No plans to slash prices amid profit jump: NOCNepal Oil Corporation (NOC) does not plan to slash gasoline prices anytime soon even though import prices have dropped and its profits have jumped threefold.
Nepal Oil Corporation (NOC) does not plan to slash gasoline prices anytime soon even though import prices have dropped and its profits have jumped threefold.
The state-owned oil monopoly raked in more than Rs400 million in profits this month. On Monday, its sole supplier Indian Oil Corporation (IOC) cut the price of petrol by Rs2.10 per litre and that of diesel by Rs2.07 per litre.
Following these reductions, NOC earns a profit of Rs7.66 per litre of petrol and Rs2.46 per litre of diesel. Likewise, the corporation earns a profit of Rs9.08 per litre of aviation fuel sold to Nepali airlines and Rs16.70 per litre sold to foreign carriers. However, NOC incurs a loss of Rs93.62 on every cylinder of cooking gas sold.
“With the jump in earnings, NOC’s estimated monthly profit has now surpassed Rs400 million from Rs140 million,” said NOC Spokesperson Sitaram Pokharel.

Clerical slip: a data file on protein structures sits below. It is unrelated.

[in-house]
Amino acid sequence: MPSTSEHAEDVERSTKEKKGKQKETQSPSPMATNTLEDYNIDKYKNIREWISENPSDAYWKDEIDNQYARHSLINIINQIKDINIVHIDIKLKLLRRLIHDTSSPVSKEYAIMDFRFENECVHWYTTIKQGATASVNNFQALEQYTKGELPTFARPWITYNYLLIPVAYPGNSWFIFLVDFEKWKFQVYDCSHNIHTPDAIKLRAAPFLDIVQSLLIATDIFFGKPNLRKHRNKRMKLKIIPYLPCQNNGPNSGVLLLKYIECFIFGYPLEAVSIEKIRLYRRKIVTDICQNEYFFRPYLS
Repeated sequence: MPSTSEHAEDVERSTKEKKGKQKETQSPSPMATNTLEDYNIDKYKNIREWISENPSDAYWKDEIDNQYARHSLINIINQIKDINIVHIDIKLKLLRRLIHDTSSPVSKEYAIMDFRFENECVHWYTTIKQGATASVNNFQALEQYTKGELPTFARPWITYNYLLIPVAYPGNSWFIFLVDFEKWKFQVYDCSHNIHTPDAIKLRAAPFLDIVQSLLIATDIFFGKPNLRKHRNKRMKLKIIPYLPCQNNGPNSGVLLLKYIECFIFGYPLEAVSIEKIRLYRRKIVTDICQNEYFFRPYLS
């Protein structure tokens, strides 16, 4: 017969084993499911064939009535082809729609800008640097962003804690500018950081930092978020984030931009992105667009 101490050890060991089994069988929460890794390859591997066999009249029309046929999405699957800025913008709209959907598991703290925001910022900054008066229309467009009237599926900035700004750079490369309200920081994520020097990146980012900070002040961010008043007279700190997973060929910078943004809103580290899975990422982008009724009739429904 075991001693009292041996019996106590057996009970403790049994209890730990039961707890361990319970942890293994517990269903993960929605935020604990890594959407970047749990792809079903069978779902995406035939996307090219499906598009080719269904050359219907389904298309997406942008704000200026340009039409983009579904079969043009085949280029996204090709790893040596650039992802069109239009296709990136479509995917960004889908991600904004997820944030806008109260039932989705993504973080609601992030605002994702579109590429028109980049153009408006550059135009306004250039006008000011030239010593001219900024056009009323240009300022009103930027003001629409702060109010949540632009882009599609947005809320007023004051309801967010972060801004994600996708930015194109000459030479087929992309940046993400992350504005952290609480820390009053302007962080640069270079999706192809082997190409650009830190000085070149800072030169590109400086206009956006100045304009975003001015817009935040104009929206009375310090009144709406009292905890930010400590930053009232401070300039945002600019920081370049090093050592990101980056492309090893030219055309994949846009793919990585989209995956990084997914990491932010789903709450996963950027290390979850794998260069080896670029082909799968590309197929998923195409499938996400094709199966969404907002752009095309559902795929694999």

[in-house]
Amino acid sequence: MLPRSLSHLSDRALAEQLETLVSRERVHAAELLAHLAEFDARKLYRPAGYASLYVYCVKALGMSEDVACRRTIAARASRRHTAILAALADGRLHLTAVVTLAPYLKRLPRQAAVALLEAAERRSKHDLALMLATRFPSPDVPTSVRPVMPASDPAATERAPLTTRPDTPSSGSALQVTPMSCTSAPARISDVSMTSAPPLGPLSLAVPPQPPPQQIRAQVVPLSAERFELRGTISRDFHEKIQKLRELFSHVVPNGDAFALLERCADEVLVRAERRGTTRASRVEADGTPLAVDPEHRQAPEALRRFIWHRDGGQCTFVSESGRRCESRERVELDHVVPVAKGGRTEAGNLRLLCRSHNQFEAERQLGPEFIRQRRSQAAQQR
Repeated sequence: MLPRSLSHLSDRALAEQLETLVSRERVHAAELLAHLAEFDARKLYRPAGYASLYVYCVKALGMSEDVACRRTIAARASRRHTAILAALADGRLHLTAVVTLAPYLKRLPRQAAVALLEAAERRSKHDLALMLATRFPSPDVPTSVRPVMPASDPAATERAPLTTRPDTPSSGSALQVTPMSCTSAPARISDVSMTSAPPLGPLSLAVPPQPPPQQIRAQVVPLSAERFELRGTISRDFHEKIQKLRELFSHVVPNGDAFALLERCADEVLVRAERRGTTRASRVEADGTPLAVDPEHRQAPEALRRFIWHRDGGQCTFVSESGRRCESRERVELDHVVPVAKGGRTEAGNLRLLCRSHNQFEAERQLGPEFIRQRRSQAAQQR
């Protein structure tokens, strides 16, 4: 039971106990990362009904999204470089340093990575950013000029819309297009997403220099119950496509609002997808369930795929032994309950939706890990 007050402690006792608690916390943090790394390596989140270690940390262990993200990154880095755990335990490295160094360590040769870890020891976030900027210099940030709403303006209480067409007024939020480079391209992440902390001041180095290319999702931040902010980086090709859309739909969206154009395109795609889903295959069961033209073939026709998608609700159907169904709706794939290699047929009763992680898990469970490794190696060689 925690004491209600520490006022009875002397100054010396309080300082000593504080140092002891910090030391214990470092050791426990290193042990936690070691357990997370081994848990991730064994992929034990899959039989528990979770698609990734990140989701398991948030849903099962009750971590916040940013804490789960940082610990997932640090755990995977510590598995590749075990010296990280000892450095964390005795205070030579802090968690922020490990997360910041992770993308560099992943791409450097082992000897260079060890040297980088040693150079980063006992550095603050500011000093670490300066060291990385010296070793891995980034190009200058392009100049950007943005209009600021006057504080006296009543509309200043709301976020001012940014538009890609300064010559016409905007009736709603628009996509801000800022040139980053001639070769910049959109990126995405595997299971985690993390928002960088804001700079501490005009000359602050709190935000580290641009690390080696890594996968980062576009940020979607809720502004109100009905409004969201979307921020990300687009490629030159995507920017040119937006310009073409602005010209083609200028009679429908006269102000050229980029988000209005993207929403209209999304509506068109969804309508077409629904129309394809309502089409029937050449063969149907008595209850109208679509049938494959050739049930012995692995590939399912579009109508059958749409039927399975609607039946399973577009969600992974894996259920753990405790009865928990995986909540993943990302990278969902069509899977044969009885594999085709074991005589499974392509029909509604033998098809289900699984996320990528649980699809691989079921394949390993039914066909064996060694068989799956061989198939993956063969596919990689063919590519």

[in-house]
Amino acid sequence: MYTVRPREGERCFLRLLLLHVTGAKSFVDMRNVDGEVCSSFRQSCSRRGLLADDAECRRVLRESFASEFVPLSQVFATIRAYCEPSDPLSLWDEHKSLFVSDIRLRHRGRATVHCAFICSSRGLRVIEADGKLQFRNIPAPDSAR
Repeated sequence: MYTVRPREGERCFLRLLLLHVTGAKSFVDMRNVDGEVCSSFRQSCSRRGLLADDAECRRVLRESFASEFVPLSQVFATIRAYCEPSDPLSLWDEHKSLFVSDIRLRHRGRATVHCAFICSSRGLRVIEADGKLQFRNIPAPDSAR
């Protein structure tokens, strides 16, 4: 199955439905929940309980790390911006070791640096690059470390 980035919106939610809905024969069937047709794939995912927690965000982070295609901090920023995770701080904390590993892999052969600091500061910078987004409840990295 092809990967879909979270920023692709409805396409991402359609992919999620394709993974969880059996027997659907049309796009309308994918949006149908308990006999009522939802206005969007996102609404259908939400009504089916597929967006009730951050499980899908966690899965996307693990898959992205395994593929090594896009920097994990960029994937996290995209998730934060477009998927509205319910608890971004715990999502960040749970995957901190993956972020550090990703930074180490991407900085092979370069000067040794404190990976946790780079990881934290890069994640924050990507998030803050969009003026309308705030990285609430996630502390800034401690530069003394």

According to him, IOC has reduced fuel prices in line with a drop in international market prices. “Global oil prices have fallen due to increased output by the Organisation of Petroleum Exporting Countries and a weaker US dollar,” he said.
According to Indian media reports, authorities on Tuesday cut the price of petrol and diesel by IRs2.16 and IRs2.10 per litre respectively in the Indian market.
NOC said fuel prices in the domestic market would not change despite price cuts by its Indian supplier as cheaper products in Nepal may encourage cross-border smuggling into India.
The corporation also justified its stand by saying that it needed the money to pay for its infrastructural expansion plans. Nagendra Sah, acting deputy managing director of NOC, said they were reluctant to reduce prices due to the price difference in India and Nepal. As per NOC, petrol costs Rs18 per litre more in India.
Sah added they were considering investing in major infrastructure expansion with the profits. “The corporation has planned to build storage plants in the seven provinces to hold 90 days’ supply of fuel,” he said. Towards this end, it has been setting aside Rs5 on every litre of fuel sold.
NOC has adopted the auto pricing system but it has not been implementing it regularly citing one reason or the other. The auto pricing system was applied to petroleum products in September 2014 and to cooking gas three months ago.
Last December, NOC jacked up gasoline prices by Rs4.50 per litre. Cooking gas became dearer by Rs50 per cylinder a few months ago.